Guidance designed to assist businesses understand how to avoid carrying out unfair or confusing pricing practices has been issued by the Chartered Trading Standards Institute (CTSI) available here.
The guidance covers a range of pricing practices including advertising discounts such as ‘was/now’ prices, additional charges, using the terms ‘RRP’ and ‘free’, comparisons to a competitor’s price and volume offers like multi-buys.
The guidance replaces the former Department for Business, Innovation and Skills’ (BIS) Pricing Practices Guide which has been withdrawn.
The guidance takes a similar approach to the BIS guidance on some points but there are also notable departures from it. The central theme to the changes is a push to ensure businesses comply with the spirit of the rules, not just the letter of them.
Whilst the legislation underlying the guidance has not changed, businesses are being advised by the CTSI to review their pricing practices and reassess their fairness. The CTSI has advised that enforcers are likely to allow businesses until April 2017 to modify their practices in line with the new guidance.
Key changes in the CTSI guidance in the area of advertising discounts include:
- General notices saying, for example, “up to 50% off” require a significant proportion of the promotional items to be available at the advertised discount.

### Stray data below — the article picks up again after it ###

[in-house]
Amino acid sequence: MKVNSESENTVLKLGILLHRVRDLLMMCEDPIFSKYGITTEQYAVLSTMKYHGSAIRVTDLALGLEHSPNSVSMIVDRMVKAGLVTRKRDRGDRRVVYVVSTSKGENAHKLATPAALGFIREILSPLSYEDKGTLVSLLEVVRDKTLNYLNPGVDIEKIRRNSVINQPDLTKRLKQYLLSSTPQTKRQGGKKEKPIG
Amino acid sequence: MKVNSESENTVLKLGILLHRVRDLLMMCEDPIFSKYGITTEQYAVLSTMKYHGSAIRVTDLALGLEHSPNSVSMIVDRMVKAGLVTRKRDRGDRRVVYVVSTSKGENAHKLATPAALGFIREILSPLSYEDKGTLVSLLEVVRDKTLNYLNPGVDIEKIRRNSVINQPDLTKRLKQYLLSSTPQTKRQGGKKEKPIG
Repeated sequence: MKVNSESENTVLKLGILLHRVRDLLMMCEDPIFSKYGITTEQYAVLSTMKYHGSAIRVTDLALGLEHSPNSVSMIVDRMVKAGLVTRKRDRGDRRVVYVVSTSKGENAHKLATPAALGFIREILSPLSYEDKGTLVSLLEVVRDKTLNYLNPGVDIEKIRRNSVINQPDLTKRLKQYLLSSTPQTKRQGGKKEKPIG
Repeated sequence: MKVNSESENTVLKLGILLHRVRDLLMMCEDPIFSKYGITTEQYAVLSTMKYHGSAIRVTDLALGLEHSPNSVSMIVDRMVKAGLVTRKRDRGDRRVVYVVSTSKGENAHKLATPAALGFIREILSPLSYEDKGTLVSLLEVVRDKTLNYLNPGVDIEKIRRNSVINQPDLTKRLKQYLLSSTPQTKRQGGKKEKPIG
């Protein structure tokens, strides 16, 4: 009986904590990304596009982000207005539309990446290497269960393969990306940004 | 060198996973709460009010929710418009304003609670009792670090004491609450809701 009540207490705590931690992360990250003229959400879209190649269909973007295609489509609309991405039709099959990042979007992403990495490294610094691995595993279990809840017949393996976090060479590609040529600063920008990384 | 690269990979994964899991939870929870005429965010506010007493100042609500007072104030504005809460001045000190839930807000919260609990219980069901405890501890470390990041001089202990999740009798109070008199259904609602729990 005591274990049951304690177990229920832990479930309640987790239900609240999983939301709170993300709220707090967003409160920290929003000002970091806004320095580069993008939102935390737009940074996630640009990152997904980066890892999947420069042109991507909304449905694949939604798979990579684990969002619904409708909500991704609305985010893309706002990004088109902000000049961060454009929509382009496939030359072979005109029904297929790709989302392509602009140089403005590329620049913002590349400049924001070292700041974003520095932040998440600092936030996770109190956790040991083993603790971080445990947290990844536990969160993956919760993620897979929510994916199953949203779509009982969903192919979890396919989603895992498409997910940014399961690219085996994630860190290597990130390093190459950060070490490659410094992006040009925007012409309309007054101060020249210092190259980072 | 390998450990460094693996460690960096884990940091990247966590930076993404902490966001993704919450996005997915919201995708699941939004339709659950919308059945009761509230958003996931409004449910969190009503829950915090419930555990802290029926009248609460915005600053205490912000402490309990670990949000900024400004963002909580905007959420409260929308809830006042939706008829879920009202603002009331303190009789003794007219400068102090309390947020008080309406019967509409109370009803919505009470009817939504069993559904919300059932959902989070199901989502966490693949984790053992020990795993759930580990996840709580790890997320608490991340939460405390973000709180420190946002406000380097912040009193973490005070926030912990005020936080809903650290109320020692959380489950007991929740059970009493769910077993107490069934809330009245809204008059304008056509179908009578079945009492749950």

- Where comparisons are made against a higher price at which a business previously sold a product, there is no specific amount of time for which the product must have been sold at the higher price. However, as under the BIS guidance, the lower price should not be offered for longer than the period the higher price was offered.
- No absolute time limit is given in the CTSI guidance for when comparisons can be made against the previous price of a product but a comparison against a product last sold less than two months ago is more likely to comply than against a product last sold many months ago.
Businesses may find the shift from the BIS guidance to the CTSI guidance leaving them with a lack of clarity due to the removal of some guidelines on timescales in the CTSI guidance. A prudent approach would be for businesses to ask themselves whether the average consumer would think that what they were doing is fair if the consumer knew all of the facts.
There are also numerous examples in the user-friendly CTSI guidance showing examples of pricing practices which are ‘more likely’ and ‘less likely’ to comply with the law that may assist businesses in understanding what pricing practices are likely to be acceptable.
A more clear-cut area is that of additional charges. The guidance contains important revised guidelines that businesses will wish to get to grips with. Key points to take away include:
- Do include all compulsory fees and charges in the price
- Don’t charge consumers a fee for using a credit card or debit card that exceeds your own cost for providing that method of payment
- Don’t use a default option (such as pre-ticked box on a website) in order to obtain a consumer’s consent to an additional fee or charge
If you would like advice in this area or have any queries, please do not hesitate to contact our commercial team.